Hurricanes. Fires. Earth Quakes. Feuds. Anger. Rage. Fear. Terror. Bombs. Humans acting like … well, I can’t say animals, because animals don’t rationalize and choose the way we do. Chaos! Humans are behaving badly. We lean hard on the news. Even in social media, we’re focusing intensely on the tragedy, death, dismay and all things horror.
Total and utter Chaos! Nobody’s making any sense any more.
The world is shifting.
Maybe, Henny Penny was right? Is the sky in fact falling?
Write it all down. All of it. Write it into your fiction. Write it into your non-fiction. Take notes. Pay attention. Notice everything.
I don’t say any of this out of disrespect for the victims of said chaos and trauma, but out of the realization that all of human kind for as long as we have had communication have been the people who have been the shepherds of our historical events. In 200 and maybe in 2000 years, it could be your writing that is studied.
Mind blown! Right!?
A human being wrote those cave symbols on cave walls. Charles Dickens taught us about our humanity when in dire times. The “A” team wrote the Bible. Humans, regardless of inspiration or message, have been recording history since the sticks and stones era.
Don’t leave out the good stuff. Don’t ONLY write about the bad stuff. Don’t ONLY focus on it either.
Find your balance. A keeper of details needs that to stay whole.
Make sure that you notice the small stuff too. Make sure that random acts of kindness, no matter how small get into those pages. Make sure you include sacrifices, and loving gestures of hope.
Even in the best horror there are also miraculous acts that remind us that we are all human. We have the dichotomy of choice that creates the authentic image of who we are.
When I write (fiction and non), I always try to find the good in the bad and the bad in the good. When we give our storytelling depth and dimension beyond the obvious, it’s better writing.
When we pay attention to motive, motivation, the deep end of our own emotions, we give ourselves permission to feel everything.
When we stay in a surface level shallow pool- panic because we’re all acting like the sky is falling; all we can do is make irrational, impulsive, insincere decisions.
In writing, to eliminate an entire set of feelings because they scare us, or make us feel bad, we’re only ever going to write from one perspective.
Dive deeply into the truth of the catastrophe. Notice where the light shines in on the darkest of days. Notice the darkness in all that blinding optimism.
Oh, about that blinding optimism, with all the shiny, happy people posting impossible beautiful lies about how deliriously happy and perfect they are all the time all over their social media … know this. That is the surface. What happens when a person treads water for too long? Yep. That’s right. They drown.
Learn how to swim. Learn how to delve deeply into the beautiful mess that is life.
Most important? Learn how to live comfortably in all of your emotions. Including the darkness. Including the fear, the rage, the sorrow, the terrifying.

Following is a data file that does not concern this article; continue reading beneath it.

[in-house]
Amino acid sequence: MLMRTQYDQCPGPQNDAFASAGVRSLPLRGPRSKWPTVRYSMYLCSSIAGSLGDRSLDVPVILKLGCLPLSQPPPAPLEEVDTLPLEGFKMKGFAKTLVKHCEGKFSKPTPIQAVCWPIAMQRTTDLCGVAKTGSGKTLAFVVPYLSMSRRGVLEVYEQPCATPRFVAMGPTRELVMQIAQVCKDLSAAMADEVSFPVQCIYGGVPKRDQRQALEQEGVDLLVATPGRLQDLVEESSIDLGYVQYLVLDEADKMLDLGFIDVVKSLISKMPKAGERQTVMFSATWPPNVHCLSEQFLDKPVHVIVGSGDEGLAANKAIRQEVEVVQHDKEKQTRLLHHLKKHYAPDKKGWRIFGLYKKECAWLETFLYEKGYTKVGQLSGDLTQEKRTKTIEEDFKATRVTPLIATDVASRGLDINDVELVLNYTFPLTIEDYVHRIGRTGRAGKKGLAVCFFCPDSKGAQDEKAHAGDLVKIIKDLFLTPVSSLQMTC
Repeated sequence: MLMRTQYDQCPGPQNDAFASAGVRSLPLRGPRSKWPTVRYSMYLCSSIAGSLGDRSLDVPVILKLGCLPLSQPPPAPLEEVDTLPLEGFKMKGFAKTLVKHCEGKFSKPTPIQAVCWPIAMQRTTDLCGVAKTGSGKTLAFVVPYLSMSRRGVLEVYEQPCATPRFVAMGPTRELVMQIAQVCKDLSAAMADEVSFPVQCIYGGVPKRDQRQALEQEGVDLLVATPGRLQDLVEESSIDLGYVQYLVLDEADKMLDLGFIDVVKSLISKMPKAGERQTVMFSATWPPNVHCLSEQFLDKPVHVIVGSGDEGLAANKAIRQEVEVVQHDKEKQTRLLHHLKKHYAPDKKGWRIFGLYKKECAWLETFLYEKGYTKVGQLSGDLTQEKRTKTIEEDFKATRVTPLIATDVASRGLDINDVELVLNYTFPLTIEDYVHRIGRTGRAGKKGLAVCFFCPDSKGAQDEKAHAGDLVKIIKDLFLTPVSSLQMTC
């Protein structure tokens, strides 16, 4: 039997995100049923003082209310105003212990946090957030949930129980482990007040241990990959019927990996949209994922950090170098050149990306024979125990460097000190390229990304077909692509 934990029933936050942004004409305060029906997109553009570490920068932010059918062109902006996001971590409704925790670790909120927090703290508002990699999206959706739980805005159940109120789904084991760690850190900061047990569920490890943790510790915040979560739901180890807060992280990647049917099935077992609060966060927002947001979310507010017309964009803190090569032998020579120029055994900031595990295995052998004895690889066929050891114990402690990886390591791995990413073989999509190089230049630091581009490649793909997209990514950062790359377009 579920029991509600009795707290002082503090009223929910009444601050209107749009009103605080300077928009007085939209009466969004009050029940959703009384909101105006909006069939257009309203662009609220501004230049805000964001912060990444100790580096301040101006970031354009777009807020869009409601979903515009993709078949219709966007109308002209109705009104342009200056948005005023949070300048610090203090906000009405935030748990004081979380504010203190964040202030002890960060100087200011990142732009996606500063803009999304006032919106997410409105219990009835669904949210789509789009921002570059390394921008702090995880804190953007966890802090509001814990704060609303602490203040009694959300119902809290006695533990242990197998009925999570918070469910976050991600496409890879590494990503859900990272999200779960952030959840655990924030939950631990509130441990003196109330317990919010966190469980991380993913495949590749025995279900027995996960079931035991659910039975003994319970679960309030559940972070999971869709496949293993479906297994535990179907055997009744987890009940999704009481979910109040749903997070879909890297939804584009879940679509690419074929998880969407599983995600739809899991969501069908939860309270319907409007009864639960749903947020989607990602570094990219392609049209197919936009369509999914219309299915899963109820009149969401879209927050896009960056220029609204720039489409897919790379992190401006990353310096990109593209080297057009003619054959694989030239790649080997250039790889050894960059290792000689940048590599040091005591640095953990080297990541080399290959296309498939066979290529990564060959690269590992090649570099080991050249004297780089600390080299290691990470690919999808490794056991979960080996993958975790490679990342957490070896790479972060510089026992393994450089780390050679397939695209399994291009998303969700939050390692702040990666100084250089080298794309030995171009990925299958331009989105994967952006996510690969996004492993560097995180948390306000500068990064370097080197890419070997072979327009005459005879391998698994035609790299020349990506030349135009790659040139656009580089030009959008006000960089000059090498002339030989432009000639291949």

Then, write for you. Write for yourself first. Stay in that moment of indulgence of your story (fiction and non) before releasing your Kraken onto the world.
Not all monsters are as terrifying as they seem in your mind.
That includes your epic novel. That includes that thing YOU, the writer are most terrified of. That includes the world.
So far and right now … the sky is not falling … everywhere. It’s certainly causing chaos for some people. There are ways to feel better about the natural disasters. Become a documentary worthy note taker. You can help by spreading the word, bring notice to their plight.
You are the story tellers. You are the bards. This is a writer on writing piece of advice that will help you to normalize all of the crazy. Keep it real.
Disasters? Horrible! Sad! Terrible!
They also offer us the opportunity to find the hope, the love, the extension of honor, the miraculous, the sane in an otherwise insane series of humans questioning our reality.
Write it all down and keep records of all of it. The human story. The animal kingdom. All of it.
At the end of the day, it’s entirely up to each individual to recognize their own story, and story is all it is. We create stories in our minds in order to cope with whatever it is that life threw at us.
We can change our story at any given moment. We can edit our own endings.
When you see a natural disaster that directly affects 7,000 people, know that there are now 7,000 versions of the story. They all have the disaster in common, but each is unique to the person who experienced this.
You don’t need a “writing prompt” or “inspiration” from someone else’s life. You are your own writing prompt and inspiration. You just have to be brave enough to get into your own head and feel all the feels.
That’s what a writer does. They live out the lives of 7,000 people all at one time. It’s a hell of a day job, but we all know, we wouldn’t want it any other way.
Peace & love of writing!
p.s… the memes are on Google Images & MY day job for the moment is as a holistic life coach. I work with “feelin’ the feels” when I’m not writing about feeling all the feels. Or, feeling them. 🙂 I am an emotional creature. I weep. I celebrate. I have experienced sorrow and pain. I have experienced miracles. Me? I live for the miracles. I help others on the path of the pain. That is how humans survive.
You can find me on the web @
Facebook @ KarenDalyAuthor
Twitter @ KarenEMHenry
My Website: http://www.henryhealing.com
& I write a weekly blog for the international pages of The Positive Psychology People. “Clarity” series and “Noetic Nomad” series.